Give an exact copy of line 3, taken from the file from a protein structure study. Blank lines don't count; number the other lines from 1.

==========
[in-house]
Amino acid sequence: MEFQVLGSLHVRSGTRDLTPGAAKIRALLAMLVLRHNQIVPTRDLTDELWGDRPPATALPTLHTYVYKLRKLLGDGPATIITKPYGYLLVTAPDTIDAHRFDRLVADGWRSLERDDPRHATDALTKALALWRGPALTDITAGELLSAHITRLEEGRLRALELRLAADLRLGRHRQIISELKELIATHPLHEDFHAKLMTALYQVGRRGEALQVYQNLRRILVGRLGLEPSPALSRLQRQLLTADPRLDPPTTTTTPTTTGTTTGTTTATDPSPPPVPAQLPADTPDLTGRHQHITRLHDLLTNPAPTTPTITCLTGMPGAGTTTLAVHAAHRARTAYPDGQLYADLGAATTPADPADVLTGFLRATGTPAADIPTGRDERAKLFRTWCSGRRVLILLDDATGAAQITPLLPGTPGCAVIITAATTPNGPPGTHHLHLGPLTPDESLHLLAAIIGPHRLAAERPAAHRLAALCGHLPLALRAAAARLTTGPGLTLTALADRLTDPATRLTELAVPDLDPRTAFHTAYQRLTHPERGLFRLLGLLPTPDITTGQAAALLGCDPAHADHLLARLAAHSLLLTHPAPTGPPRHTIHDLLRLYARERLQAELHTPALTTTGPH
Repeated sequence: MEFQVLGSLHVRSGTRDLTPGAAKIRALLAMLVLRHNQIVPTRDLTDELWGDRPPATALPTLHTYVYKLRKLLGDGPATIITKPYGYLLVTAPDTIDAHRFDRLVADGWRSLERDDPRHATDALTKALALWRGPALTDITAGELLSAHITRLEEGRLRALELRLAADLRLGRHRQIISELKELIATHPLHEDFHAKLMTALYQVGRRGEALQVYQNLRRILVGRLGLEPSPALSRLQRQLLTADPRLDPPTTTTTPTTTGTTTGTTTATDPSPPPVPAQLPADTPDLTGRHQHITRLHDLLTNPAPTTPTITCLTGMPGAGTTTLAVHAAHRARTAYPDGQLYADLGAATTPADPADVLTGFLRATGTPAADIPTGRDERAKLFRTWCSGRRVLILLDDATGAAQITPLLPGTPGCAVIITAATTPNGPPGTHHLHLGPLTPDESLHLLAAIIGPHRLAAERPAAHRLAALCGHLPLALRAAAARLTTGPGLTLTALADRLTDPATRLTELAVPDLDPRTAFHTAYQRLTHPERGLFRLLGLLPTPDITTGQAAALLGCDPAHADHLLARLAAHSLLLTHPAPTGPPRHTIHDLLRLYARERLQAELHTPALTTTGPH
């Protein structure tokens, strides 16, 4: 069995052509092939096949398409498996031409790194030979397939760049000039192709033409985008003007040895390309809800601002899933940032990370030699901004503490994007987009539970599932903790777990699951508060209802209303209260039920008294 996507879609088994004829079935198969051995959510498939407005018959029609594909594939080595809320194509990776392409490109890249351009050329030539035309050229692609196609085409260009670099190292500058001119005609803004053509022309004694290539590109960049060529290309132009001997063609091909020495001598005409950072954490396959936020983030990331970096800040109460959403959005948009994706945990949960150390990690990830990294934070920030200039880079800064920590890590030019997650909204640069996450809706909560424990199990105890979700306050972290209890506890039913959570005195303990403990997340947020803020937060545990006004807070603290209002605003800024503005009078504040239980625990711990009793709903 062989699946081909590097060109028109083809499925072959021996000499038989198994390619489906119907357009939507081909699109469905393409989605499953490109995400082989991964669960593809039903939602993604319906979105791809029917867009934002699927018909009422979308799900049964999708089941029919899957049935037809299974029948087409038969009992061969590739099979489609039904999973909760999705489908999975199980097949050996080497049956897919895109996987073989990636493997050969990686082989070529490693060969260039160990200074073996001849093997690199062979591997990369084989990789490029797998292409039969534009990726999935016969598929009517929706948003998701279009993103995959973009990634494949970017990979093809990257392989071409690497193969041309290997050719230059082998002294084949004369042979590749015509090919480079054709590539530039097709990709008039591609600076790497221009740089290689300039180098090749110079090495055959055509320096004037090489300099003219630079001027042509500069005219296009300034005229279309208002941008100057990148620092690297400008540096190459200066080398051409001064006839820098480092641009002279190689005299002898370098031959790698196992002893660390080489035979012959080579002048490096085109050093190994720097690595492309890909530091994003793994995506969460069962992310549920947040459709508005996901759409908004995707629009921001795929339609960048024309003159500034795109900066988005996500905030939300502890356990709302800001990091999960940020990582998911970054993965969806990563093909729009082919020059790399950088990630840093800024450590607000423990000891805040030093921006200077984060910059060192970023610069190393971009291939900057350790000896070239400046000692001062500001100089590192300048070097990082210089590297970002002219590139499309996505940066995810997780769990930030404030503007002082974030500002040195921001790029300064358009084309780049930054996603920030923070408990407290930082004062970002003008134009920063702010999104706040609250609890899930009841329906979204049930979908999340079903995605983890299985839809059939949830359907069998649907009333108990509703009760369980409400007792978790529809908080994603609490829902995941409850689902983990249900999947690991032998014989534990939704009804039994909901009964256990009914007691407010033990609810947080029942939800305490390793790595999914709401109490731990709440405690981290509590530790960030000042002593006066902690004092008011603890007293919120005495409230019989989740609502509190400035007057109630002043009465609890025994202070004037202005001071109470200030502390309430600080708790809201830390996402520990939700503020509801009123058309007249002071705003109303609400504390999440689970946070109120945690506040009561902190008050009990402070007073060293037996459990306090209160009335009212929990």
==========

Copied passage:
Repeated sequence: MEFQVLGSLHVRSGTRDLTPGAAKIRALLAMLVLRHNQIVPTRDLTDELWGDRPPATALPTLHTYVYKLRKLLGDGPATIITKPYGYLLVTAPDTIDAHRFDRLVADGWRSLERDDPRHATDALTKALALWRGPALTDITAGELLSAHITRLEEGRLRALELRLAADLRLGRHRQIISELKELIATHPLHEDFHAKLMTALYQVGRRGEALQVYQNLRRILVGRLGLEPSPALSRLQRQLLTADPRLDPPTTTTTPTTTGTTTGTTTATDPSPPPVPAQLPADTPDLTGRHQHITRLHDLLTNPAPTTPTITCLTGMPGAGTTTLAVHAAHRARTAYPDGQLYADLGAATTPADPADVLTGFLRATGTPAADIPTGRDERAKLFRTWCSGRRVLILLDDATGAAQITPLLPGTPGCAVIITAATTPNGPPGTHHLHLGPLTPDESLHLLAAIIGPHRLAAERPAAHRLAALCGHLPLALRAAAARLTTGPGLTLTALADRLTDPATRLTELAVPDLDPRTAFHTAYQRLTHPERGLFRLLGLLPTPDITTGQAAALLGCDPAHADHLLARLAAHSLLLTHPAPTGPPRHTIHDLLRLYARERLQAELHTPALTTTGPH